Simone Lueck: American Movie
Photographer Simone Lueck has been creating work about perceived identity for some time. Her project, The Once and Future Queens, examined women who continued to seek the spotlight long after the curtain closed; the project was exhibited around the globe to much acclaim. She has a new body of work, American Movie, that again takes a look at perceived identities through movies using various approaches to her investigation. The first revisits places and characters in movies at locations that claim a connection to a film, and with the second, Simone conducted casting calls on both coasts for “types” that resulted in a fascinating look at our peceived selves. She shares the results like a visual anthropologist, without judgement and with a quality of curiosity and compassion. Simone recently opened an exhibition of this work at the Kopeikin Gallery in Los Angeles that will run through February 28, 2015.
Simone grew up in St. Paul, Minnesota and received a Masters in Fine Art from the University of California at San Diego. She currently lives and works in Brooklyn, New York. Lueck’s debut show The Once and Future Queens has travelled to Europe for institutional solo shows at Musée de la Photographie (Charleroi, Belgium), and Open Eye Gallery (Liverpool, UK). Simone’s book Cuba TV was published by Mark Batty Publishers, Random House. Lueck’s self-published book Pictures From the Beach is in the collection of the Princeton University Art Museum. Lueck’s work has been included in art fairs in London, New York, Chicago and Miami. Her photography is often featured in contemporary art and culture publications including Juxtapoz and Eyemazing: The New Collectible Art Photography.
These pictures were made in Wamego, KS, pop. 4,372. Wamego claims to be the original home of Dorothy Gale. It has a Wizard of Oz Museum that hosts a yearly OZ celebration. During the festival, I held a casting call and four people showed up. I found Emily there, who was in a community theater production of The Wizard of Oz.
American Movie includes a collection of casting calls. Working in various locations across the U.S.A. and in Berlin, I held open casting calls for familiar characters, simply to see who would show up. How a person reacts to a casting call tells us a lot about how they imagine themselves in a given roll-in other words, how the person and the roll intersect within their fantasy. An example: I found a fantastic vintage dress in a secondhand store-a Diane von Furstenberg number of fine wool and festive fuschia-it was love at first sight. The problem: it was two sizes too small. I tried it on anyway, because it’s the stuff that dreams are made of. It fit almost perfectly, except that it was a bit tight in the rear. Upon buying the beautiful thing, I told the cashier that I thought I could make it work if I wore Spanx-or lost five pounds. And still I remain hopeful. Because, after all, tomorrow is another day.
The right casting call is like the right DVF vintage dress: it is an offer your fantasies can’t let you refuse.
And what’s the harm in trying?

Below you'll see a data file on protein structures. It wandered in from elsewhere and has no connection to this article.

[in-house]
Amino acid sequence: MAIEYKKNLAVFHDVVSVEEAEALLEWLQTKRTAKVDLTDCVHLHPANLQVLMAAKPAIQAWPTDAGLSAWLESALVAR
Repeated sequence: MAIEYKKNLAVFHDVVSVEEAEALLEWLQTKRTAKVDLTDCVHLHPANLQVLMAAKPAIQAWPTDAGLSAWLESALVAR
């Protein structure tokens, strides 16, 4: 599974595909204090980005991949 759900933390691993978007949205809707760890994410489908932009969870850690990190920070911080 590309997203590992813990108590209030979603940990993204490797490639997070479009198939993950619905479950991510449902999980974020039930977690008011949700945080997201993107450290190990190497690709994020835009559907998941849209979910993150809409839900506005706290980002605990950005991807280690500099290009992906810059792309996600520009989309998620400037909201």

I selected Cree and Matthew from the Atlanta screen test for Scarlett O’Hara. The shoot location is at the former site of Margaret Mitchell’s grandmother’s plantation, on which Tara is based. The neighborhood is now called Gable Terrace.
The video screen tests mimic the original format of David O Selznick’s 1939 search for Scarlett in that each person is asked to perform same line “I love you.” The piece features 26 local residents of Atlanta.
When I did a casting call for Marlene Dietrich in Berlin, only one person replied, a drag queen named Punchkin. For the shoot, we re-created a vintage photo shoot by Hollywood photographer Milton Greene and Marlene Dietrich.
THE FOLLOWING 3 “GLAMOUR GIRLS” GRIDS WERE CREATED FROM HEADSHOTS OF THOSE THAT SHOWED UP FOR AN NYC AND LA CASTING CALL FOR: BOMBSHELL BLONDES, BUXOME BRUNETTES AND FIERY REDHEADS
“There is no stock image or instant recipe for this special quality of appealing to the opposite sex. The old fashioned version of the siren and the present-day picture of the Hollywood sex queen will get you nowhere, personally. Today, the girl most apt to get the lion’s share of wolf whistles has a completely natural, feminine look.” – Kaufman, Evalyn Top Secretsof Figure Beauty: 1965
“Something can look beautiful just because it’s different in some way from the other things around it. One red petunia in a window box will look very beautiful if all the rest of them are white, and vice-versa.” – Andy Warhol
“The eyes have always had it, and women used to use them much more eloquently. Learn to use your eyes… Be judicious with eye shadow, mascara, eyeliner. He wants to see the color of your eyes – not all the colors in your makeup kit.” – Evalyn Kaufman,Top Secrets of Figure Beauty: 1965
This was an open casting call for Cleopatra. Each person arrived in their own version of the Queen, including hair, makeup and wardrobe.
Posts on Lenscratch may not be reproduced without the permission of the Lenscratch staff and the photographer.
Nick Brandt: This Empty WorldMarch 23rd, 2019
Sue Palmer Stone: Embodiment: Salvaging A SelfMarch 13th, 2019
Hinda Schuman: Dear ShirleyFebruary 28th, 2019
PhotoNOLA: Richard Alan Cohen: Moonlit and WaterlineFebruary 23rd, 2019